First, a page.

Says Rosoff, "This is going to be a benchmark for environmental dredging." A Contaminant Runs Through It The Hudson flows from its primary source high in the Adirondacks, the Lake Tear of the Clouds on New York's tallest peak, Mount Marcy, all the way to Manhattan. From Albany to the Battery, the river is a tidal estuary, something the Lenape sensed when they named the river Muhheakantuck, meaning "river that flows two ways."


Throughout, the Hudson teems with life, from the phytoplankton at the base of the marine food web to underwater plants that host invertebrates, and on up the chain. More than 200 fish species swim it-from important anadromous species such as sturgeon, shad and striped bass to mollusks, crabs, and shrimp. Archeological findings indicate the Hudson's fish have fed humans for millennia. For bald eagles, peregrine falcons and snowy egrets the Hudson's environs serve as home and hunting ground.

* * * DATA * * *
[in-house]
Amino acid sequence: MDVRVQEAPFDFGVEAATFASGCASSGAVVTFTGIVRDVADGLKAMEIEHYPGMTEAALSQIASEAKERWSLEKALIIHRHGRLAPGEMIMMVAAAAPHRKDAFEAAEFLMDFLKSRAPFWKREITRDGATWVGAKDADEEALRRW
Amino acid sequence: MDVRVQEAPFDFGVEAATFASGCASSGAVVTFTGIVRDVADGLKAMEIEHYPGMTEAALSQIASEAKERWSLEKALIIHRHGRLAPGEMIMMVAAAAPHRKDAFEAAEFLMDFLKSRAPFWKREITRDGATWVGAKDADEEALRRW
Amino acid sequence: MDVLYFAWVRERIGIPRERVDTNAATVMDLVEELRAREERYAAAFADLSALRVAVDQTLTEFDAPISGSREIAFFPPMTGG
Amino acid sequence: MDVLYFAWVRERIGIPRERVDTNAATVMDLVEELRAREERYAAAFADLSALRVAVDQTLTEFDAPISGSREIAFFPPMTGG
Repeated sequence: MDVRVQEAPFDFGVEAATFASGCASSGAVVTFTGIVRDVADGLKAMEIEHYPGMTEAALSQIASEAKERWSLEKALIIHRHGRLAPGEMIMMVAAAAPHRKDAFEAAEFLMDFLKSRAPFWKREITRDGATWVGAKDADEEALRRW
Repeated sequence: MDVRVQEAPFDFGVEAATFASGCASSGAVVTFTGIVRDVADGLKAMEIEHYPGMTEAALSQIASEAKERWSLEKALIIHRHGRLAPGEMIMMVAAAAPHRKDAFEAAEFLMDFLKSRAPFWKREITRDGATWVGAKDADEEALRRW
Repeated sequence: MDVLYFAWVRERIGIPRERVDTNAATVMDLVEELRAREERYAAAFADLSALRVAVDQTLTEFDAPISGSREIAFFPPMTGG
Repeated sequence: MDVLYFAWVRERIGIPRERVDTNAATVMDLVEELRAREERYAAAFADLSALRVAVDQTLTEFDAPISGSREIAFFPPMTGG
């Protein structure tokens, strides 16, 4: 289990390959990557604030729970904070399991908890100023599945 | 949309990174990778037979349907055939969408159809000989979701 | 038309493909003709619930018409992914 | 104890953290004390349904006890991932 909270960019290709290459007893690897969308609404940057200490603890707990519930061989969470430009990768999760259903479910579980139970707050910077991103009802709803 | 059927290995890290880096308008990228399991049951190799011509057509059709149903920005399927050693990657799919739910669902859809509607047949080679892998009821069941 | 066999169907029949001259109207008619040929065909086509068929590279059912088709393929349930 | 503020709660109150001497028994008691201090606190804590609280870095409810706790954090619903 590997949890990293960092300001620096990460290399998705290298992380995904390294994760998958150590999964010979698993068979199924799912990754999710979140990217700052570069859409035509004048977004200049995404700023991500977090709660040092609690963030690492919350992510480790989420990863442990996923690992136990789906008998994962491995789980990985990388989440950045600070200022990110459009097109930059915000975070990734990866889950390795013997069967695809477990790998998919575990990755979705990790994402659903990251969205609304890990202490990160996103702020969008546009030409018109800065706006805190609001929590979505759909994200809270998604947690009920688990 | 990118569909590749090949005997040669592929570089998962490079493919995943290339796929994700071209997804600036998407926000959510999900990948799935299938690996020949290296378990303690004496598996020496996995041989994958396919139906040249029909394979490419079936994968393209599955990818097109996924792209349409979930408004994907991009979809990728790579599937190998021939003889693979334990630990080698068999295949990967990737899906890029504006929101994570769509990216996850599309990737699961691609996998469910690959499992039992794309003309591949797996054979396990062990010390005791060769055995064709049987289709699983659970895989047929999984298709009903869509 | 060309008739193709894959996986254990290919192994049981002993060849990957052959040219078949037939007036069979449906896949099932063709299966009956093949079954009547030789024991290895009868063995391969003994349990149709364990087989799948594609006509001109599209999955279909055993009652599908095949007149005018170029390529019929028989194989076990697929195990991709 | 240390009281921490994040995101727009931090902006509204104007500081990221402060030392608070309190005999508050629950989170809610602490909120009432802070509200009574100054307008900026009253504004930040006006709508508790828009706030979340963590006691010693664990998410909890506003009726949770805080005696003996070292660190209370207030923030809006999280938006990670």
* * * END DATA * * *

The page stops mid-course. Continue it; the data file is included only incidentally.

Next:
A nexus of recreation, culture, and commerce, the Hudson journeys through landscapes that inspired the Hudson River School, passes by West Point-George Washington's "key of America"-and streams past the estates of industrial titans such as Vanderbilt, Morgan and Rockefeller. Dotting the riverbanks are industrial sites past and present-from foundries, paper mills and power companies to plants of corporate powerhouses like International Paper, General Motors and GE. For much of the last century GE operated two capacitor-producing plants in Hudson Falls and Fort Edward, using the company's own blend of PCB oil-trademarked Pyranolas an electrical insulator. In the eyes of companies making electrical equipment, PCBs were a miracle chemical because of their stability and inflammability- the very characteristics that make PCBs environmentally dangerous. From the 1940s through 1977 the two GE plants discharged about 1.3 million pounds of PCB-contaminated waste into the river.